Potters Flowage is best known for it's bass and panfish abundance and rumor has it muskie fishermen hit it hard in the fall. A few boats trying their luck were my only company on the water-no complaints, this is not a lake for the power boat crown. The lake has a max depth of 24 feet, but just a mean of 7, so it's shallow and weedy on the edges. Water quality is moderately clear.
I stayed along the shorelines wanting to partially circumnavigate the main part of the lake and then head down into the inviting narrows. Even with a brisk headwind, my 18' boat made it across surprisingly easy and eventually sliced through a broad expanse of lily pads to the original flooded streambed of Hawkins Creek. A ribbon of clear water here guided my adventure south deep into the county forest.
If one didn't know better, you'd swear the boat was slipping into the wilds of the boundary waters or Canada-the shore mostly lined with towering white pine-remnants perhaps of saplings loggers missed 100+ years ago. This part of the state is better known for squatty Jack Pine, Aspen clear cuts and gnarled red oak than majestic straight pine. The further I paddled, the better my surroundings became.
Morrison Creek (different from the Morrison flowing into the Black River) feeds Potters from the far east near the boat launch, while the Hawkins section of the flowage forms the wide channel I venture into, gradually narrowing and winding its way to the McKenna Creek spilling in from the far south. There are several small fingers stabbing into the forest on either side with one across from a primitive landing off Larb Lane on the west bank where folks were camping. Going around each bend was like turning a page in a book to discover something new-I never tire of that.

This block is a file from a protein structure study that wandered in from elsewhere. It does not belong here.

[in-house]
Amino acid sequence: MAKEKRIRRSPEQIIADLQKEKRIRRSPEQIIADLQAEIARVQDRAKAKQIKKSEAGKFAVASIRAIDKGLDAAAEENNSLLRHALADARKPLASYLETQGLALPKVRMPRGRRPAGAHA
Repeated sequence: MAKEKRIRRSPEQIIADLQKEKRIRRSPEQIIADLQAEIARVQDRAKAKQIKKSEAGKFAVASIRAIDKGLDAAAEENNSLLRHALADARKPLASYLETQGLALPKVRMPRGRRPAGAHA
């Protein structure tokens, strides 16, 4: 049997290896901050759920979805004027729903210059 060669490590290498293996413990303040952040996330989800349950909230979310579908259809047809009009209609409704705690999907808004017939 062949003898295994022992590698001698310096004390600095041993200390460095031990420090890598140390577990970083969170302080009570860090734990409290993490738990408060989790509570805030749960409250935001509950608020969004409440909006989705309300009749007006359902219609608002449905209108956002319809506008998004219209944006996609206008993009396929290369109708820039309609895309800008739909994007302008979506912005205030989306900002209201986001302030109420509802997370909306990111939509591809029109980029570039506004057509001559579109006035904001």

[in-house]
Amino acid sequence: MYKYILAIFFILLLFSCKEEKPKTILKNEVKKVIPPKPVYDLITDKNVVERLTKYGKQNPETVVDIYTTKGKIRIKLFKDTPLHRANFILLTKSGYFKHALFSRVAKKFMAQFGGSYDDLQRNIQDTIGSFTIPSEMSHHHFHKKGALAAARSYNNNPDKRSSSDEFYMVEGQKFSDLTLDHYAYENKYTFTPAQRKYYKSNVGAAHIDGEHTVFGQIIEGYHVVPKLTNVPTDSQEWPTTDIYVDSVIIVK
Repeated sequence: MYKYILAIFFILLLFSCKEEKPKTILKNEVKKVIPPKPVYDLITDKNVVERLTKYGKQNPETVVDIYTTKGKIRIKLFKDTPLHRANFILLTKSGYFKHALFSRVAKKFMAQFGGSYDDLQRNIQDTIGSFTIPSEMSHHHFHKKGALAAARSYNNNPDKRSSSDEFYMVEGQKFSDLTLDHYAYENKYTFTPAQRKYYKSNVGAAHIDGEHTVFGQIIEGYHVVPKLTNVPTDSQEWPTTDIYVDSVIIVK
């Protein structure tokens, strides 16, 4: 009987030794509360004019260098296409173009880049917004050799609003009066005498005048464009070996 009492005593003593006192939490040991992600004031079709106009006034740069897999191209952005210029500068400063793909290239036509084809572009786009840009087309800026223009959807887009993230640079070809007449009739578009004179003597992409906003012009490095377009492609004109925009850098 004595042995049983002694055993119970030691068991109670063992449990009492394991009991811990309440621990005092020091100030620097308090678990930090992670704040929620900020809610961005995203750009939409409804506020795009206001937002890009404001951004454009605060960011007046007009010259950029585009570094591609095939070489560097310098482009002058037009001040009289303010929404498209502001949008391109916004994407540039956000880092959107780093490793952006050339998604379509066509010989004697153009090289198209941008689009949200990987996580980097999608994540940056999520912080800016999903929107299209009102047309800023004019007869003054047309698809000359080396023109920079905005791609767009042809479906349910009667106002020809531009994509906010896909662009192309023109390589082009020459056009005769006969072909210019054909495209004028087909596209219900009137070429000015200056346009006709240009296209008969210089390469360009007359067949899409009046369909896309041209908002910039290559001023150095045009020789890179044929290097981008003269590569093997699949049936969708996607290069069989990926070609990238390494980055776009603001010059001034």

Potters Flowage finally squeezes down to a fork in the road so to say-one short arm leads west and vanishes, the east bound one heads further and finally succumbs to the skinny alder lined McKenna. Trails end for me. I brace the paddle far to the side and swing the long boat around to start my journey back. Skies had start to darken and I seem to remember a forecast of possible rain, so what was a leisurely cruise took on a more purposeful stroke of the blades through water. Even with some urgency, I did stick to the opposite shore than when I entered-still time to explore I thought.
Arms and back started to ache, but no complaints from the boat-she steadily cut through the water and around reeds and occasional water lilies on the return trip. I'd make it back fine-the threatening sky stayed at bay for the moment.
Campers at the county park busied themselves with Labrador retrievers, swimming and prepping small boats for perhaps a bout of fishing. I slid into the shallows near the landing and managed to extract myself from the cockpit (still tricky) and hoist the kayak on shore.
A few sore muscles were fulfilling indicators that I'd done something worthwhile, that I'd “gotten away to the waters that glass the clouds as they pass.” That “need” and obligation to myself to be outdoors had been met...for this day, and I'd be back.